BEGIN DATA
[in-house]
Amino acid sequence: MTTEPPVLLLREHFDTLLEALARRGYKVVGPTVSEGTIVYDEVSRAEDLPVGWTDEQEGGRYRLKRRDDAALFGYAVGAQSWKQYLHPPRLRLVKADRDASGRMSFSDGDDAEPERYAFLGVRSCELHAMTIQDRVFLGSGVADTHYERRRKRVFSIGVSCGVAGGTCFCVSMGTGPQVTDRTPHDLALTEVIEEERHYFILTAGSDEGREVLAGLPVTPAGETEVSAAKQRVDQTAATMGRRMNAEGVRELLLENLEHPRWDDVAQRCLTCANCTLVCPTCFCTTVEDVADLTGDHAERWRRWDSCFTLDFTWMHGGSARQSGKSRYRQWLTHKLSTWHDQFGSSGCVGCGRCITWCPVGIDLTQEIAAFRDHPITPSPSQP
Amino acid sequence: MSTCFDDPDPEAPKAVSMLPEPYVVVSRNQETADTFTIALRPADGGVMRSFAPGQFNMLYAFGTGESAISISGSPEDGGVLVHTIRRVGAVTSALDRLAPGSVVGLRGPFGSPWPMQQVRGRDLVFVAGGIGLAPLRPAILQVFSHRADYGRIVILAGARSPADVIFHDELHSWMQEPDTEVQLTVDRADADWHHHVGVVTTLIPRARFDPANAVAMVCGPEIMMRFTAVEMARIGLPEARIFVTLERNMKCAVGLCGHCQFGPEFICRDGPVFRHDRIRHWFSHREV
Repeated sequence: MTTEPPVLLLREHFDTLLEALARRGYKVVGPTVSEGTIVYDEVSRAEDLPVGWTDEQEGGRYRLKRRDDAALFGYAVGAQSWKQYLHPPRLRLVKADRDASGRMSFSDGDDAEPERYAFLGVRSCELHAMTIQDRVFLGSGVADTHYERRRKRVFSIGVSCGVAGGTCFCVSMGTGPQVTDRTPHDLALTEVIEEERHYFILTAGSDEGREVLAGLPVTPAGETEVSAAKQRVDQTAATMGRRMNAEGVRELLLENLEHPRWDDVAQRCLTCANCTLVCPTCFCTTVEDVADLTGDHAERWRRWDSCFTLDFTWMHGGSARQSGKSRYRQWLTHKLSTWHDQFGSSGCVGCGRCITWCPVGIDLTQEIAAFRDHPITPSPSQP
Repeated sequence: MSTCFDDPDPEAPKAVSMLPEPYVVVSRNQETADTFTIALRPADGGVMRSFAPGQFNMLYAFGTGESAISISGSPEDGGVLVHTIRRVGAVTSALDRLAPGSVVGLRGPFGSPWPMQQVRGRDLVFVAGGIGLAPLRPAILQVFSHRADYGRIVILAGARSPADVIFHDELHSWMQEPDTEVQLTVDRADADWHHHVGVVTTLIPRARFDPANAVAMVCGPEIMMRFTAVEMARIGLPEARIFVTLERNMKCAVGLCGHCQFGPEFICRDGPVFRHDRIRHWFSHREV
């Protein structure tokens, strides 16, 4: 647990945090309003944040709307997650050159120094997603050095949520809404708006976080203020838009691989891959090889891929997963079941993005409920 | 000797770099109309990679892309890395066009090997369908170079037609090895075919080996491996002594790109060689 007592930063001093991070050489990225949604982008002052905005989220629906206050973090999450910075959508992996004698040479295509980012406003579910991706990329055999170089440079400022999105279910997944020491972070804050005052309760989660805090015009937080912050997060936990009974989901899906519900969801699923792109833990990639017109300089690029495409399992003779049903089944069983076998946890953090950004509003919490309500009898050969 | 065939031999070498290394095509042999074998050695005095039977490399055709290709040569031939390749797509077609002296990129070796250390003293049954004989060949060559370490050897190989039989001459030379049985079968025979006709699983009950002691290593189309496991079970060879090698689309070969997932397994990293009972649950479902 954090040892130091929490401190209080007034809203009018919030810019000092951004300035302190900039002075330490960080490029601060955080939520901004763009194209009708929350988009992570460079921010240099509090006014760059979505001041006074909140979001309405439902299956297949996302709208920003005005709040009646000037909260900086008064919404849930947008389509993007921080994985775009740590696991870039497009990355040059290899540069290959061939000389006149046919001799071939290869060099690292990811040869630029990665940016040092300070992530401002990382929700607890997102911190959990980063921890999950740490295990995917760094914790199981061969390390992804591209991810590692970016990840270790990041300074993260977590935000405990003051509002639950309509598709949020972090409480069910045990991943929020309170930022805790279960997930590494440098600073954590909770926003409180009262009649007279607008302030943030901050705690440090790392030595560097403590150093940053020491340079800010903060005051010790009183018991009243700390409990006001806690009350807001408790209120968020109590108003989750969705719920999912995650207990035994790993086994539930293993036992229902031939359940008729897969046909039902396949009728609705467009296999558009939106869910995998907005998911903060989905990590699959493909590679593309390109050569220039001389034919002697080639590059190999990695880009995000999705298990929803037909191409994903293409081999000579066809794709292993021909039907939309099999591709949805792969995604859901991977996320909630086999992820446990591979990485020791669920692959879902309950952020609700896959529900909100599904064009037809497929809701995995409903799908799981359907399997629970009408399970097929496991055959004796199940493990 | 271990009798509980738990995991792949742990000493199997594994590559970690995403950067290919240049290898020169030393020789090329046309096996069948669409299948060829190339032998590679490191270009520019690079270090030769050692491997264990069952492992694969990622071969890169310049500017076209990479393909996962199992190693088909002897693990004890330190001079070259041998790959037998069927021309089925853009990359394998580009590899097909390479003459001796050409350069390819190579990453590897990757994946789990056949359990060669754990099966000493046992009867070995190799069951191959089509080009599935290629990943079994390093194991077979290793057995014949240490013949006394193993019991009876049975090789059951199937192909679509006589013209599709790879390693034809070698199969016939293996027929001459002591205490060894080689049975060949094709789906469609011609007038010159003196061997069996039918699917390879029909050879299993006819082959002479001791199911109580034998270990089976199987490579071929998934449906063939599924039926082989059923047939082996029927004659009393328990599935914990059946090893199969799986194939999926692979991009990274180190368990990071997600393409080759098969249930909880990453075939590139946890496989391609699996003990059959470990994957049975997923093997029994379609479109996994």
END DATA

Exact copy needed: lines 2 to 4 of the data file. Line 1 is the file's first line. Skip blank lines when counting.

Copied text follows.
Amino acid sequence: MTTEPPVLLLREHFDTLLEALARRGYKVVGPTVSEGTIVYDEVSRAEDLPVGWTDEQEGGRYRLKRRDDAALFGYAVGAQSWKQYLHPPRLRLVKADRDASGRMSFSDGDDAEPERYAFLGVRSCELHAMTIQDRVFLGSGVADTHYERRRKRVFSIGVSCGVAGGTCFCVSMGTGPQVTDRTPHDLALTEVIEEERHYFILTAGSDEGREVLAGLPVTPAGETEVSAAKQRVDQTAATMGRRMNAEGVRELLLENLEHPRWDDVAQRCLTCANCTLVCPTCFCTTVEDVADLTGDHAERWRRWDSCFTLDFTWMHGGSARQSGKSRYRQWLTHKLSTWHDQFGSSGCVGCGRCITWCPVGIDLTQEIAAFRDHPITPSPSQP
Amino acid sequence: MSTCFDDPDPEAPKAVSMLPEPYVVVSRNQETADTFTIALRPADGGVMRSFAPGQFNMLYAFGTGESAISISGSPEDGGVLVHTIRRVGAVTSALDRLAPGSVVGLRGPFGSPWPMQQVRGRDLVFVAGGIGLAPLRPAILQVFSHRADYGRIVILAGARSPADVIFHDELHSWMQEPDTEVQLTVDRADADWHHHVGVVTTLIPRARFDPANAVAMVCGPEIMMRFTAVEMARIGLPEARIFVTLERNMKCAVGLCGHCQFGPEFICRDGPVFRHDRIRHWFSHREV
Repeated sequence: MTTEPPVLLLREHFDTLLEALARRGYKVVGPTVSEGTIVYDEVSRAEDLPVGWTDEQEGGRYRLKRRDDAALFGYAVGAQSWKQYLHPPRLRLVKADRDASGRMSFSDGDDAEPERYAFLGVRSCELHAMTIQDRVFLGSGVADTHYERRRKRVFSIGVSCGVAGGTCFCVSMGTGPQVTDRTPHDLALTEVIEEERHYFILTAGSDEGREVLAGLPVTPAGETEVSAAKQRVDQTAATMGRRMNAEGVRELLLENLEHPRWDDVAQRCLTCANCTLVCPTCFCTTVEDVADLTGDHAERWRRWDSCFTLDFTWMHGGSARQSGKSRYRQWLTHKLSTWHDQFGSSGCVGCGRCITWCPVGIDLTQEIAAFRDHPITPSPSQP